Those working at Bank Street were encouraged to be aware of semantics and language patterns used by young children, and to keep notes on this. Brown once wrote a former college professor, "They tell me stories and I write them down. Amazing." Simple, real, and direct, just the way Brown developed her books.
Brown became involved with Mitchell's crusade and assisted her in re-working a textbook, The Here and Now Story Book, dedicated to experimental children's literature. It appears to be one of the great influences of Brown's own writings, including Goodnight Moon. One of Mitchell's discoveries in children's speech patterns was that "communication is not the earliest impulse that lead to the use of language." She determined that young children were more interested in the "rhythm, sound quality and patterns of sound." Brown obviously took notice of this fact and her knack for rhythmic language can be observed in her many books, mostly notably Goodnight Moon.
Prior to Goodnight Moon, Brown was already a successful writer, churning out many books that became a great influence on children's literature all over the world. In the dozens of books she wrote, many were written under pen names to avoid flooding the market with her "Brown" releases.
She wrote quickly and could finish a rough draft in 20 minutes, then would take two years polishing it. Much time was spent linking Brown with the right illustrators for her projects. Her collaborator on Goodnight Moon and Runaway Bunny, Clement Hurd, created strong, somewhat abstract images for Goodnight Moon. It took him three attempts before both were satisfied. The bold, intense, almost masculine colors in this book blend perfectly with the simple words of Brown. It works and has done so for decades.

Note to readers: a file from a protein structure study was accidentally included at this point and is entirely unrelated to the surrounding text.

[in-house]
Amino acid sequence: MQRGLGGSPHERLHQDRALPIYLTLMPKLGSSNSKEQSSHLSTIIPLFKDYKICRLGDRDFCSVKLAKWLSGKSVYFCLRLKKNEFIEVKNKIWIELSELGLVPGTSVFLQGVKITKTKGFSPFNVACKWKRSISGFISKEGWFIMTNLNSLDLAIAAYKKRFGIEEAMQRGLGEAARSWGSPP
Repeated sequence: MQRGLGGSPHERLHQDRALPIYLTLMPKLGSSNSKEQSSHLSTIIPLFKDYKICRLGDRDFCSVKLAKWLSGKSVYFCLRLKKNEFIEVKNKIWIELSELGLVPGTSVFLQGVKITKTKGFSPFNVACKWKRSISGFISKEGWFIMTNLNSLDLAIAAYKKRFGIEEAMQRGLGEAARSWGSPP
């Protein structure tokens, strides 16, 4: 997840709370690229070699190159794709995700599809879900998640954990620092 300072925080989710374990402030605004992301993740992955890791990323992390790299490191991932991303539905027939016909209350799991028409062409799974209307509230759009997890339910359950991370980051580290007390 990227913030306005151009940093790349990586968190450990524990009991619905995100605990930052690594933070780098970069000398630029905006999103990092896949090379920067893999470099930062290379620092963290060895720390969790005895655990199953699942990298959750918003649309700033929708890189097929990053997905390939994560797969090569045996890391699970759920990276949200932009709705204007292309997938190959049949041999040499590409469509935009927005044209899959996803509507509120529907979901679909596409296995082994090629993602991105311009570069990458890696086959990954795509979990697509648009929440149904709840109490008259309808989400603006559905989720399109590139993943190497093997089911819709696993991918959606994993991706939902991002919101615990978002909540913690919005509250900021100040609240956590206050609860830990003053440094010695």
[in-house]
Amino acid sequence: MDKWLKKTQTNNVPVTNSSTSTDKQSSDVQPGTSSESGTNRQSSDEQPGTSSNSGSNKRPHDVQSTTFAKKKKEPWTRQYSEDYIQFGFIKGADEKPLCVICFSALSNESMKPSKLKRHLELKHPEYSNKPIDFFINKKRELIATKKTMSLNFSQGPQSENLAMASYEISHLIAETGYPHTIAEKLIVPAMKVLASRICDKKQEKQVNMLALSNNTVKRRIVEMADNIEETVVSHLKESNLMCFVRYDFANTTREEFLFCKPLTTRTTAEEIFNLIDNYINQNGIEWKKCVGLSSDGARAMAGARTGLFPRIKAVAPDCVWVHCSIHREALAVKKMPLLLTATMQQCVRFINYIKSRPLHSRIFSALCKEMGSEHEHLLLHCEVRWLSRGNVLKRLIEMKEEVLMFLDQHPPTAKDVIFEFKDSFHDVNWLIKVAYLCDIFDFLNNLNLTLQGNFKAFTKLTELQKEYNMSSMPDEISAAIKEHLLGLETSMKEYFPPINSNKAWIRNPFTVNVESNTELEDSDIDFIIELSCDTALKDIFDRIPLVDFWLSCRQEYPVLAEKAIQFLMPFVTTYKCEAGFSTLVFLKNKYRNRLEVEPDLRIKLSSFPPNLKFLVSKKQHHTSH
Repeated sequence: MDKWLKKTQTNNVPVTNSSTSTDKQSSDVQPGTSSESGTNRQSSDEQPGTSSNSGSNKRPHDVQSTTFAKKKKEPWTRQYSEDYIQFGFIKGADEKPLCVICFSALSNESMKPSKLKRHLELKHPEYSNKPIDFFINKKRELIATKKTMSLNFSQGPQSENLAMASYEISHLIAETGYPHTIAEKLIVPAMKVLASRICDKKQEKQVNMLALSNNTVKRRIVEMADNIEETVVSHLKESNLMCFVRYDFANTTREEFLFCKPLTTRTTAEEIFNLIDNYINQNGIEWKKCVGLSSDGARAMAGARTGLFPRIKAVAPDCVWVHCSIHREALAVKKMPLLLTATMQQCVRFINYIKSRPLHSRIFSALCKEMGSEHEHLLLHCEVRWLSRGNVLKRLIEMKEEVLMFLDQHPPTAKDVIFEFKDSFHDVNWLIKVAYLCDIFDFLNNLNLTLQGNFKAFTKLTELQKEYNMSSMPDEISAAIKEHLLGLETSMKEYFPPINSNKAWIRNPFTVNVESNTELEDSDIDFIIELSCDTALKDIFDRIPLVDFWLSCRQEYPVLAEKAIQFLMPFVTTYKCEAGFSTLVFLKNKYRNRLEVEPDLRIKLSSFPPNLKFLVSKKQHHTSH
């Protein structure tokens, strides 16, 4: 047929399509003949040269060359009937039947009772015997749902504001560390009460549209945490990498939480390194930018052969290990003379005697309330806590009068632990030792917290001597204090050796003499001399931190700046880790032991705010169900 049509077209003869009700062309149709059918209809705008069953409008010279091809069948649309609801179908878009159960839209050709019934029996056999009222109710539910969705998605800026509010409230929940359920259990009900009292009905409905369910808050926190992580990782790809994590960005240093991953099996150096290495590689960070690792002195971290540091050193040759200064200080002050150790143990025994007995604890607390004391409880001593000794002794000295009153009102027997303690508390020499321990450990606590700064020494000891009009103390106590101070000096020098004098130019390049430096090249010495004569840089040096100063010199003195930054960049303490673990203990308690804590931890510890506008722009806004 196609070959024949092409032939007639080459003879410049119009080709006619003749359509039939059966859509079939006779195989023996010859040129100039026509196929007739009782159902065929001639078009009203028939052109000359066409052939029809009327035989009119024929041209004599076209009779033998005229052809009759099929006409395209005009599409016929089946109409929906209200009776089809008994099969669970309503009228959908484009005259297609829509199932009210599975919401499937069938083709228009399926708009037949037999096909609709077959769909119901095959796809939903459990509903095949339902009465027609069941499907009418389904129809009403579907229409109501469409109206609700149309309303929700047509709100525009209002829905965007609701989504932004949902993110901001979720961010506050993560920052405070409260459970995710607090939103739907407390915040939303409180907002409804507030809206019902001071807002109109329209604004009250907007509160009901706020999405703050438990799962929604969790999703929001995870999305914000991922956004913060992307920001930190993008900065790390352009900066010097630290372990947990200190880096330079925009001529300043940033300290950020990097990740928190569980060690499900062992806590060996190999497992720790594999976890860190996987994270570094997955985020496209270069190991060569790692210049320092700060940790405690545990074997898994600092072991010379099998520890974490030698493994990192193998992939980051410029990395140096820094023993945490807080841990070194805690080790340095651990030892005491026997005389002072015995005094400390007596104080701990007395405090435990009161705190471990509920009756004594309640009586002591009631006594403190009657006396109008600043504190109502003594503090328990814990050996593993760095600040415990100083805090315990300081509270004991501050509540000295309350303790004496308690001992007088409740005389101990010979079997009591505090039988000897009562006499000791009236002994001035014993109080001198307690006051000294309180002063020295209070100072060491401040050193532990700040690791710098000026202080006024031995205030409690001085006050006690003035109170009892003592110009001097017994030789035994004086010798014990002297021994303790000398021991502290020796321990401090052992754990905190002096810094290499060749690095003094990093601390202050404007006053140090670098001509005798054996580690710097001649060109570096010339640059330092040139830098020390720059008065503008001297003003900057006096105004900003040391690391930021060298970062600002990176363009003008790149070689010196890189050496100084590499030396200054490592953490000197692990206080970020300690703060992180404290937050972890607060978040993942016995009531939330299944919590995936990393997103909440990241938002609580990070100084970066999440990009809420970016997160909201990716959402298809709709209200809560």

Oddly, because the New York Public Library's head librarian, Anne Carroll Moore, was opposed to this new approach to children's literature, this book was considered "an unbearably sentimental piece of work" and banned from the library until 1973, years after it was first published. Other reviewers were mixed, but overall, more complimentary.
In its first year of publication, the book sold more than 6,000 copies. Each year after that, the sales rose to 1,500 copies a year, until a surge occurred in the 1950's with sales of 4,000 then up to 20,000 a year by 1970. By 2000, the total sales of this book were over 11 million copies. It was now considered a classic!
Like Seuss, Brown never had children. Unlike Seuss, who loved children, Brown admitted to an interviewer, "Well, I don't especially like children, either. At least not as a group. I won't let anybody get away with anything just because he is little."
The legacy of that book has been tremendous. It has inspired countless children's picture book authors and illustrators. It has soothed millions of children to sleep at night over the years with its beautiful, rhythmical verse.
By the time of her death in 2000, Brown had authored over 100 books and had left 70 unfinished manuscripts.
Eric Carle is one of the best known and best loved children's picture book illustrator and writer.
Although born in in U.S., Carle was raised in his mother's homeland, Germany. He was educated and graduated from the art school in Stuttgart, the State Academy of Fine Art. During World War II, he and his family suffered great hardships.